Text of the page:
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Current Research

To better understand the biological roles of arginine methylation, our research group uses a number of different biological approaches to interrogate PRMT function. These include mouse gain- and loss-of-function PRMT models, protein microarrays screens for methyl-binding proteins, biochemical screens for PRMT substrates, and screens for chemical inhibitors of PRMT family members.

Knockout Mouse Models

We have generated targeted disruptions of a number of arginine methyltransferase genes in mice in the hopes of unmasking cellular and tissue-specific roles for this post-translational modification.  

In-hand we currently have CARM1, PRMT3 and PRMT6 null mice. We are performing transcriptome analysis (RNA-seq) and ChIP-seq on these null mice to identify the repertoire of genes that they regulate. We are also performing double knockouts to investigate redundancy between the different PRMTs.

Gain-of-function Mouse Models

We are also generating gain-of-function transgenic mouse models to determine the effects of PRMT overexpression in vivo. These are transgenic mice that can be activated by crossing to a tissue-specific cre line. The Cre expression removes a lox/STOP/los cassette and activates expression of the PRMT. 

We have already generated PRMT6 gain-of-function mice using this approach. We are currently producing CARM1, PRMT1, PRMT5 and TDRD3 transgenic mice using the same approach.

Protein Domain Microarrays Core

Protein domains are evolutionarily conserved motifs found within proteins that function as signaling units. Certain motifs may serve in recognizing specific post-translational modifications, thereby allowing for the regulation of protein-protein interactions to occur.  Our lab has developed a valuable protein array platform to identify protein domains that bind modified peptides. Most of our efforts are focused on identifying protein domains that “read” the histone code.

The Protein Domain Microarrays Core has been established as a new facility by the Center for Environmental and Molecular Carcinogenesis. The core provides our protein domain microarrays, a high-throughput technology, to facilitate investigators in identifying novel protein-protein interactions.

Protein Macroarray Screen

Protein macroarray technology is a powerful tool for high throughput parallel screening of enzyme-substrate, protein-ligand or protein-chemical compound, and protein-protein interactions. Using this method, we have successfully identified a number of substrates for CARM1 and PRMT1. We are now utilizing this method to identify proteins that interact with biotinylated small molecules.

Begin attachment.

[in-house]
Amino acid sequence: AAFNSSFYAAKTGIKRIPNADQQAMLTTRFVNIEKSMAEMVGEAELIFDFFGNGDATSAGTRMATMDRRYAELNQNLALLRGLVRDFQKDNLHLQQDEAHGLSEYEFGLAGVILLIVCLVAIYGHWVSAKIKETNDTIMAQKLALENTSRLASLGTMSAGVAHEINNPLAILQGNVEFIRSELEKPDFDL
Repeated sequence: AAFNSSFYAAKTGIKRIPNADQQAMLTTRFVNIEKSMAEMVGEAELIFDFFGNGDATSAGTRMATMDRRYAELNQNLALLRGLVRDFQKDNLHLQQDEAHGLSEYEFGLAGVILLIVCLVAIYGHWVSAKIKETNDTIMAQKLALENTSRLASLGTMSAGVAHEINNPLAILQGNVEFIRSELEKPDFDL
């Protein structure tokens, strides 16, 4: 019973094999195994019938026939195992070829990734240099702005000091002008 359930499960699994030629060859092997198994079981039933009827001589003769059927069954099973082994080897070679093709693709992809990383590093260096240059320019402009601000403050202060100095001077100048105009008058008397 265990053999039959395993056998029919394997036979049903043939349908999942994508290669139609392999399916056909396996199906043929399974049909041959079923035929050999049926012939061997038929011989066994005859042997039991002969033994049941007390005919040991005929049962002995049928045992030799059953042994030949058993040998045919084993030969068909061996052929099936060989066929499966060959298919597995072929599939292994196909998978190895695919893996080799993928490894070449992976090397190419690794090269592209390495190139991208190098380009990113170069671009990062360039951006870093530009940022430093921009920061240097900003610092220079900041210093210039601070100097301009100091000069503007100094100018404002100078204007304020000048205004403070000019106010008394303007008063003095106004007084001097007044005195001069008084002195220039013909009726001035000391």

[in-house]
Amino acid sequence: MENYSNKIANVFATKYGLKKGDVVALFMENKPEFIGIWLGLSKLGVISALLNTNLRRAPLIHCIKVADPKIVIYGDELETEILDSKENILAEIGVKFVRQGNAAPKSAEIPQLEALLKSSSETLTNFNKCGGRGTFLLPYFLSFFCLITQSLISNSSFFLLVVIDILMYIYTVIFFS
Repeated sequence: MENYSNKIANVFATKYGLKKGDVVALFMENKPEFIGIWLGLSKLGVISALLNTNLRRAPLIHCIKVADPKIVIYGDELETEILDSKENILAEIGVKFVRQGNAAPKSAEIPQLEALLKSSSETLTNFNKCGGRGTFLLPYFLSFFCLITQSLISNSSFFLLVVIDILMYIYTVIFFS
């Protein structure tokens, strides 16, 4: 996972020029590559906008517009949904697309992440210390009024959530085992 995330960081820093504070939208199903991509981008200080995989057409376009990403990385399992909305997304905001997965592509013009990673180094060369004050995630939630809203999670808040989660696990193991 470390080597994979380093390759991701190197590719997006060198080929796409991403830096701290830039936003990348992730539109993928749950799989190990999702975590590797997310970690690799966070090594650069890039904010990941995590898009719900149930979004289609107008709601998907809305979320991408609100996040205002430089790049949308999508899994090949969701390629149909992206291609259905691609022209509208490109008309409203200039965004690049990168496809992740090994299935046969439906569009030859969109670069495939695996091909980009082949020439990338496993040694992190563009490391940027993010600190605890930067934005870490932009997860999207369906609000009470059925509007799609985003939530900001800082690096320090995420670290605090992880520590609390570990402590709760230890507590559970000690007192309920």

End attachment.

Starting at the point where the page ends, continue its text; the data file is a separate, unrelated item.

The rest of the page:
Pan Antibody Approach

We are developing and characterizing antibodies that recognize MMA, ADMA, and SDMA motifs. This will allow us to screen for and characterize PRMT substrates. For example, to identify novel substrates for CARM1, we have generated pan-CARM1 substrate antibodies using a mixed antigen pool, which harbors methyl motifs of a number of known CARM1 substrates. These antibodies were then used to enrich for CARM1 methylated proteins, which were then identified by mass spectrometry. 

A subset of these putative substrates has been chosen for further evaluation. Functional studies to determine the significance of methylation on these substrates will help us gain a better understanding of CARM1’s role as a transcriptional co-activator.

TAP/MS Approach to Study Protein Complexes

We use a Tandem Affinity Purification (TAP)/Mass Spectrometry technique to study protein-protein interactions. We have generated a number of stable cell lines that express TAP tagged epigenetic regulators. These stable lines include ectopic PRMT6, PRMT7, PHF20 and TDRD3. 

The protein of interest with the TAP tag first binds to IgG beads. The protein complex is then released through TEV enzyme digestion of the linker region on the tag. Streptavidin beads are used for the second round of binding. After elution, the protein complex is ready for identification by mass spectrometry.

Chemical Inhibitors

Small molecules that act as chemical modulators of enzyme functions are valuable tools for probing protein functions and for use as therapeutic agents. Most methyltransferases use the methyl donor S-adenosyl-L-methionine (AdoMet) as a cofactor. Current methyltransferase inhibitors display limited specificity, indiscriminately targeting all enzymes that use AdoMet. We have designed and implemented a high-throughput screen for the identification of small molecules that specifically inhibit protein arginine N-methyltransferase (PRMT) activity. Using this approach, we have identified a lead compound, AMI-1, that inhibits PRMT activity, but not lysine methyltransferases. 

We have been working with medicinal chemists to identify AMI-1 analogs that will display better specificity and cell permeability. We are also interested in identifying compounds that bind to the aromatic cage of methyl-binding protein domains. We expect to identify compounds that will block methyl-dependent protein-protein interactions.


© 2014 The University of Texas MD Anderson Cancer Center